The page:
Immigrants Still Build Empires

Random thought: Is the Woke crowd underestimating the intelligence of immigrants unwittingly or purposefully to fulfill some agenda?

Actions that should bring this question to mind are not new. All children up to their late teen years have quick little brains that learn languages adequately when plunged into a new language environment, yet “bilingual education” treats them like slow learners sometimes for years. Politicians and the media lump immigrants into the category of “people of color,” and relegate that group to the helpless people pile. Progressives express astonishment when naturalized Latino citizens vote for non-progressive candidates (as so many voted for Donald Trump) thereby ignoring the progressive mandate.

Immigrants have gone from being viewed as the builders of America, the captains of industry and culture to being the victims of “white supremacy.” Are our children learning about Andrew Carnegie and Isabel Allende? How about Sandra Cisneros and her classic The House on Mango Street?

One of the most important themes of The House on Mango Street is the power of words. Esperanza first learns that the lack of language (especially English) means powerlessness, as with Mamacita, who is trapped in her apartment by her ignorance and fear of English. This leads to Esperanza understanding the power of controlling language, which first comes through the idea of names. Litcharts – The House on Mango Street

Words and language are immensely powerful tools. Control language, control our personal destiny. Control language, control the populace. Repeat enough times words like “white supremacy,” and even putdowns sound like fighting words for equity and justice:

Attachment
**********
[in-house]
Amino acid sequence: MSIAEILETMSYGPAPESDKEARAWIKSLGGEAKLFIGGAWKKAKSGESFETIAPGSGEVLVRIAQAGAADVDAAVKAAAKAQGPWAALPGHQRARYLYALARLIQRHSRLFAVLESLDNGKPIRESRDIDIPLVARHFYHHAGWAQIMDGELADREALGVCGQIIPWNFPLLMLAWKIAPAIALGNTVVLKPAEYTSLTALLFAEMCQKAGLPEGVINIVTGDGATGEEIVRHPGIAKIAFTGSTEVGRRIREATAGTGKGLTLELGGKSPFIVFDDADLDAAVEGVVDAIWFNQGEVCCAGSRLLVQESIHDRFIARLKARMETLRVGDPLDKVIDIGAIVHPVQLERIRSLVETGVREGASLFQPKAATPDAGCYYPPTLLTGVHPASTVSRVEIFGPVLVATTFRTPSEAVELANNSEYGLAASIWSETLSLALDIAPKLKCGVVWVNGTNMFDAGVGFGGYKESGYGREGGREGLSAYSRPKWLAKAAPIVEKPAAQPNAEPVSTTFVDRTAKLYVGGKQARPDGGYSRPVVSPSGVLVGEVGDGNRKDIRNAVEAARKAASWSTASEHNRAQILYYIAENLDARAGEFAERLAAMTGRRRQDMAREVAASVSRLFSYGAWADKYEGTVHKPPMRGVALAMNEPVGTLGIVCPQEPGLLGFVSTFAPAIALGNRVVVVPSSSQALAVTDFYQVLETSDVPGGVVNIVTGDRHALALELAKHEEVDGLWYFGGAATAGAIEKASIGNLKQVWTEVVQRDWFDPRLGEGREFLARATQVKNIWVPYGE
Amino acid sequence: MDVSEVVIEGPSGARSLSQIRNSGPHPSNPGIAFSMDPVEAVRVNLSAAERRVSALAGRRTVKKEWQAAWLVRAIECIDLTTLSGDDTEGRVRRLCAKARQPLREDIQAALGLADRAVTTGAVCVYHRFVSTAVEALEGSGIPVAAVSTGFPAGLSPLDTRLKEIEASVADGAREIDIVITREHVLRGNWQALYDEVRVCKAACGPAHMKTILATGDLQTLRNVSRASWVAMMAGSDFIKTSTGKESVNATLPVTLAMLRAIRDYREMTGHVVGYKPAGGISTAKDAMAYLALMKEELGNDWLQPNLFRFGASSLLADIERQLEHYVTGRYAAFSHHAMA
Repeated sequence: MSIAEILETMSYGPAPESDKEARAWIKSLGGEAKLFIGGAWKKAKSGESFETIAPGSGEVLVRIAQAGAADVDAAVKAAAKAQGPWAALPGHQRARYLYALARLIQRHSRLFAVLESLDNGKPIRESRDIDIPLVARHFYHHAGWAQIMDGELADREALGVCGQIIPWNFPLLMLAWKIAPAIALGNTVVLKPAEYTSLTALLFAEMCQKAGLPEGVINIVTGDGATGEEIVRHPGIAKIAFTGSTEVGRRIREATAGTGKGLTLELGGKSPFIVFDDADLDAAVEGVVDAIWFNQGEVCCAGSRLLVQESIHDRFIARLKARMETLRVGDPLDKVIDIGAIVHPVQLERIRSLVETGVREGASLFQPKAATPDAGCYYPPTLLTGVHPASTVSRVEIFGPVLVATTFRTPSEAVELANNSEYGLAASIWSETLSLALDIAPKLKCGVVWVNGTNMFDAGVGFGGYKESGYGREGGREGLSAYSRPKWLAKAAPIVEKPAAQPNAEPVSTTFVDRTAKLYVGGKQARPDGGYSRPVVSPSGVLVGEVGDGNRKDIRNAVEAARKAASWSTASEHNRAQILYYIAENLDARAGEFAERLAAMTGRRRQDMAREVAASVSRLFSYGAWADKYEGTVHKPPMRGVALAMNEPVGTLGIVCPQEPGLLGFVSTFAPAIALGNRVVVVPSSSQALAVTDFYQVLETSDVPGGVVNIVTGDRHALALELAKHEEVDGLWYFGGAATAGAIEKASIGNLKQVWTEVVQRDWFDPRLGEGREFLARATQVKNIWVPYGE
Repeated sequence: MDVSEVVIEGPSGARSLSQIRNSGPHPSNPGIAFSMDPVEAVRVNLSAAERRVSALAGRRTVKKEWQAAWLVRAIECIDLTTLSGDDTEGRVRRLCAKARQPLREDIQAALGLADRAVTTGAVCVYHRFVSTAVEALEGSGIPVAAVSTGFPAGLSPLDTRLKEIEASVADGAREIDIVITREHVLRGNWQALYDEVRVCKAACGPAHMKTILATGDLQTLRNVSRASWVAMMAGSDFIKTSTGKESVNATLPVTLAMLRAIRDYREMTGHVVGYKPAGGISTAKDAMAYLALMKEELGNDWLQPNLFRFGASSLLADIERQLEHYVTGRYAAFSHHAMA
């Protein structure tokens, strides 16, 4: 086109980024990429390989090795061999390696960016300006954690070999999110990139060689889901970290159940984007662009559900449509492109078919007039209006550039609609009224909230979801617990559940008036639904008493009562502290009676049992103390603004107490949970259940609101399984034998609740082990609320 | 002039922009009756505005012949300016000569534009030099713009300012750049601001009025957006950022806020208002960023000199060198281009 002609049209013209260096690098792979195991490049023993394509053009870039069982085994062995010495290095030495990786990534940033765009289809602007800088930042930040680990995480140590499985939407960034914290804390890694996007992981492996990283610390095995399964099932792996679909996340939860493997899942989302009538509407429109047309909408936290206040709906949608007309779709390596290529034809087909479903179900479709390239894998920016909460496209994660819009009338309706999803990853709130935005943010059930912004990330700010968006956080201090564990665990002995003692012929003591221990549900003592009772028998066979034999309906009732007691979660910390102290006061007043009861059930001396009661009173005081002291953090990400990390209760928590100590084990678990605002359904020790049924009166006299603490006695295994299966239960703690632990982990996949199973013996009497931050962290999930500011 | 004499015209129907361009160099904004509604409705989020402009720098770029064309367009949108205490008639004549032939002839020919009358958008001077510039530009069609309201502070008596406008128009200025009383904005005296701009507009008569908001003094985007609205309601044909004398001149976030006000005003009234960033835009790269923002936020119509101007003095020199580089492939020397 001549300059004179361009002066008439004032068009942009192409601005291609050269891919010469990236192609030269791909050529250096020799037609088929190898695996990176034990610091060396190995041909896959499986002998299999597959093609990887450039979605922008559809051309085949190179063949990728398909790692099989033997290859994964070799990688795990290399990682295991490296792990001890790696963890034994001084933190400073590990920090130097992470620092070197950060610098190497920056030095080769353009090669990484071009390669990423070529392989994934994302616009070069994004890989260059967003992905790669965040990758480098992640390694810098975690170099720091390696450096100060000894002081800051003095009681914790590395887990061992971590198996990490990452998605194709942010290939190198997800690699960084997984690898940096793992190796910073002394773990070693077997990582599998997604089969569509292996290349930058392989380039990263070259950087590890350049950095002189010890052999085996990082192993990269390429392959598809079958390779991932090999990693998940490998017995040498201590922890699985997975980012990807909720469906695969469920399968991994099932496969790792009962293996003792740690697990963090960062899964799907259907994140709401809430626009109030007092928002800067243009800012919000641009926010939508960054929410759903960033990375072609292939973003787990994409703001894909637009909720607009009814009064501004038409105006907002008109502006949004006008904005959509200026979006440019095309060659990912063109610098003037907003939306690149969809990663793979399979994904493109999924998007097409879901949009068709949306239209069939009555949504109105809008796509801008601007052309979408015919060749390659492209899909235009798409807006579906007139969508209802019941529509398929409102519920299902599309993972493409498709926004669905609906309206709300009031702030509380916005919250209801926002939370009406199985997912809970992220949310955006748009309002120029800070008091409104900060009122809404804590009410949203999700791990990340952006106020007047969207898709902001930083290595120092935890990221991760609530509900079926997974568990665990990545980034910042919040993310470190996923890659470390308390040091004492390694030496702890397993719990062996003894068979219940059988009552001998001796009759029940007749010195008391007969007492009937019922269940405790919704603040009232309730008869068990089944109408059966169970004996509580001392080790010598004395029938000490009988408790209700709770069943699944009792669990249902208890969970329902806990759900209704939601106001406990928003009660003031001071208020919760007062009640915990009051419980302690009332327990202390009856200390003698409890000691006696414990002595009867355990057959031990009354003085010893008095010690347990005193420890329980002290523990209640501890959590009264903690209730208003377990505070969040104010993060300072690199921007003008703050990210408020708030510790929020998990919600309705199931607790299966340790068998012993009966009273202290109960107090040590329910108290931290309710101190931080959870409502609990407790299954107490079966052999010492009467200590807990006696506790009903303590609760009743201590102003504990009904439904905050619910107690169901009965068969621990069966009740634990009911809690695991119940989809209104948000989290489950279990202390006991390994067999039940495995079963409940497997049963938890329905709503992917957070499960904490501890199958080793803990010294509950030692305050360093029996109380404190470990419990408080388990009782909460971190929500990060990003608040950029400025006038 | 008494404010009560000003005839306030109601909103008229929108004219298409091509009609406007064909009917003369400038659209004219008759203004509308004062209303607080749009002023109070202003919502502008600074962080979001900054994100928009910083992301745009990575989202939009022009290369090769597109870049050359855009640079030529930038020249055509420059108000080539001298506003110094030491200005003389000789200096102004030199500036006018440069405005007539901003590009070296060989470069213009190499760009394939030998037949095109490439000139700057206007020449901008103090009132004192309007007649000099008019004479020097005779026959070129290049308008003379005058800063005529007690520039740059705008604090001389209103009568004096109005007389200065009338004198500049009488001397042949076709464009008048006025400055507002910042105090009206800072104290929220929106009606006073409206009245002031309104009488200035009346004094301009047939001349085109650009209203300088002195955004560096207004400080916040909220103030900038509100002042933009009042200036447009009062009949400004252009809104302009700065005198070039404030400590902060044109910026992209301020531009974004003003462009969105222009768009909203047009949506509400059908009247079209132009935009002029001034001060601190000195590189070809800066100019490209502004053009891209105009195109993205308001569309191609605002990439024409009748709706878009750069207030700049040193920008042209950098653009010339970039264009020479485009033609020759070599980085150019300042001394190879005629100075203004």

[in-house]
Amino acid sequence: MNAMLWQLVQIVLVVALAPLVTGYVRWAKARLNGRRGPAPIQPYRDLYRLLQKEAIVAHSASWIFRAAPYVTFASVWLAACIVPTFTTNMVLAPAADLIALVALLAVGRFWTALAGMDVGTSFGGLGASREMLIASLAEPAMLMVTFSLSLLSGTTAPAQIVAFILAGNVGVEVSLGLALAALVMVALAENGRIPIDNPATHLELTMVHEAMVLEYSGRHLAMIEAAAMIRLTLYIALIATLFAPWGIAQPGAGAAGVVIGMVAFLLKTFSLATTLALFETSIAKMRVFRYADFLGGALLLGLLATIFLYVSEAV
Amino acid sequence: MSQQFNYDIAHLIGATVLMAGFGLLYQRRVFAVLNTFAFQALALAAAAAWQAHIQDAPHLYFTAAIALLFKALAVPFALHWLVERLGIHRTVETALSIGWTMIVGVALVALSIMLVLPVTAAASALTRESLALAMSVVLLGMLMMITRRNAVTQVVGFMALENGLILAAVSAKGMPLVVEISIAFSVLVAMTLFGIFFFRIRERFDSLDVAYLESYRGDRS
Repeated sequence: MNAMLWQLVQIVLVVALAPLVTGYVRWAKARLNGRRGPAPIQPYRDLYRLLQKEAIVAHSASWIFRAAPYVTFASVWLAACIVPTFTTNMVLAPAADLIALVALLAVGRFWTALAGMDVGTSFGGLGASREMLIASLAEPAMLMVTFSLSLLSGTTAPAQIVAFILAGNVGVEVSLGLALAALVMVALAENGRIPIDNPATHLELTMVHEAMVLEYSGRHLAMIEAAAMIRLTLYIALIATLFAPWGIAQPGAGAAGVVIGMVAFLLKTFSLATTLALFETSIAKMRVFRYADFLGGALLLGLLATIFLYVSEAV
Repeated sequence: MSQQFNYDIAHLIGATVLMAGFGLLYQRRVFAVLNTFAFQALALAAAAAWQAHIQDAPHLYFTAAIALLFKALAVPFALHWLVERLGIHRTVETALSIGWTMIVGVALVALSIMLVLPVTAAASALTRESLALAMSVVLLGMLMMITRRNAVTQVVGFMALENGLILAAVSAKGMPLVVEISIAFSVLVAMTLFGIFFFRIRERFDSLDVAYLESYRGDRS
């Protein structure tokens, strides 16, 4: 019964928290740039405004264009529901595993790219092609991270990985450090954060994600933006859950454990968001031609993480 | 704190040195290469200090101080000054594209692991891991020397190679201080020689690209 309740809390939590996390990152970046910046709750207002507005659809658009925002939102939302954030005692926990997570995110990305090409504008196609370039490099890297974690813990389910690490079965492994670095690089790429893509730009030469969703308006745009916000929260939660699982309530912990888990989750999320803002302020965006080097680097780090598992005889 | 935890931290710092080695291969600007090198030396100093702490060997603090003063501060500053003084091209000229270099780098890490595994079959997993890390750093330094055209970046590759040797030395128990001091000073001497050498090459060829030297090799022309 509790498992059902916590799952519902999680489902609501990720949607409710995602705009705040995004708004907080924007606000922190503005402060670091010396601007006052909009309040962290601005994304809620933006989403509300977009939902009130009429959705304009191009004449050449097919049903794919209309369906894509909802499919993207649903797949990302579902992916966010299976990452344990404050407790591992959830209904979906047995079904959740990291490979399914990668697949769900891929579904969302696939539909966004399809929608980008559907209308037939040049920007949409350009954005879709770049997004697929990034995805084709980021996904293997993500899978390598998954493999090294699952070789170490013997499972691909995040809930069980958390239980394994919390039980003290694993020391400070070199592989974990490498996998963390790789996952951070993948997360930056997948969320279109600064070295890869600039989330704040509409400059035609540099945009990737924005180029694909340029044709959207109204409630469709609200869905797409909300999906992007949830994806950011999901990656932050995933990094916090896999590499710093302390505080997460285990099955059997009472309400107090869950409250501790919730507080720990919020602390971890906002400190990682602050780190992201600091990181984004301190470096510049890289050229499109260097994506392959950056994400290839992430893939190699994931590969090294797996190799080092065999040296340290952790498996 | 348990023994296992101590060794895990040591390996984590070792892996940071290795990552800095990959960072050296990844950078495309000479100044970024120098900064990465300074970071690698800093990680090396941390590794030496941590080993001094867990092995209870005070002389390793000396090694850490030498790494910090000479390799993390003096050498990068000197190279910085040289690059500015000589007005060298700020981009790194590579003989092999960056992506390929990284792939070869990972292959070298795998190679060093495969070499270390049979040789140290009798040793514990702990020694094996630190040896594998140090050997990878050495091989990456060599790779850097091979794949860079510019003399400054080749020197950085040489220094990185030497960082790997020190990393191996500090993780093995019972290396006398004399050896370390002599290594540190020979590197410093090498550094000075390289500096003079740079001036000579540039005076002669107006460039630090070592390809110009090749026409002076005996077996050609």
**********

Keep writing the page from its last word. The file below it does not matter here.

We are prioritizing antiracist arts instruction in our work,” department director Sam Bass told ABC7. “The use of so many acronyms within the educational field often tends to alienate those who may not speak English to understand the acronym. Newsweek, 02/02/21

And not capable to inquire, find out, get acquainted with an acronym?

In Rules for Radicals, Saul Alinsky’s manual for radical change, he says,

The general idea here is that purity about tactics is a luxury that only the already powerful can afford; that doesn’t mean anything goes, but it does mean that the undesirability of a particular means has to be weighed against the gravity of the injustice being fought.

The organizers first job is to create the issues or problems, and organizations must be based on many issues. The organizer must first rub raw the resentments of the people of the community; fan the latent hostilities of many of the people to the point of overt expression. He must search out controversy and issues, rather than avoid them, for unless there is controversy people are not concerned enough to act. . . . An organizer must stir up dissatisfaction and discontent.

If erasing the past, creating issues, and cornering as many groups as possible into a corner of helplessness furthers a cause, so be it.

Pictured: Beto Perez (standing), immigrant from Colombia and founder of the enormously successful Zumba aerobics routines.